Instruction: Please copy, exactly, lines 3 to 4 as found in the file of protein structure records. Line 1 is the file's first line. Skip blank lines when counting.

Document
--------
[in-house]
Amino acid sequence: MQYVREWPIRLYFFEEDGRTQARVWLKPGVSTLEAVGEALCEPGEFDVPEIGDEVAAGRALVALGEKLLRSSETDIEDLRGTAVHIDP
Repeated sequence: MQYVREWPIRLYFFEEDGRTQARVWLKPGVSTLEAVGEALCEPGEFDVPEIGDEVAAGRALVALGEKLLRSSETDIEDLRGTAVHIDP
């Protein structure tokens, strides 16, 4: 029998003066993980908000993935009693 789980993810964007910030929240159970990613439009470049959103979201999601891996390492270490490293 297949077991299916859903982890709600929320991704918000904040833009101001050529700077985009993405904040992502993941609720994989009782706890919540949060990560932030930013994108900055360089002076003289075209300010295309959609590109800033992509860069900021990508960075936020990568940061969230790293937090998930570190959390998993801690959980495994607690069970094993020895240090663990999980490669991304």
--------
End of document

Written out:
Repeated sequence: MQYVREWPIRLYFFEEDGRTQARVWLKPGVSTLEAVGEALCEPGEFDVPEIGDEVAAGRALVALGEKLLRSSETDIEDLRGTAVHIDP
């Protein structure tokens, strides 16, 4: 029998003066993980908000993935009693 789980993810964007910030929240159970990613439009470049959103979201999601891996390492270490490293 297949077991299916859903982890709600929320991704918000904040833009101001050529700077985009993405904040992502993941609720994989009782706890919540949060990560932030930013994108900055360089002076003289075209300010295309959609590109800033992509860069900021990508960075936020990568940061969230790293937090998930570190959390998993801690959980495994607690069970094993020895240090663990999980490669991304």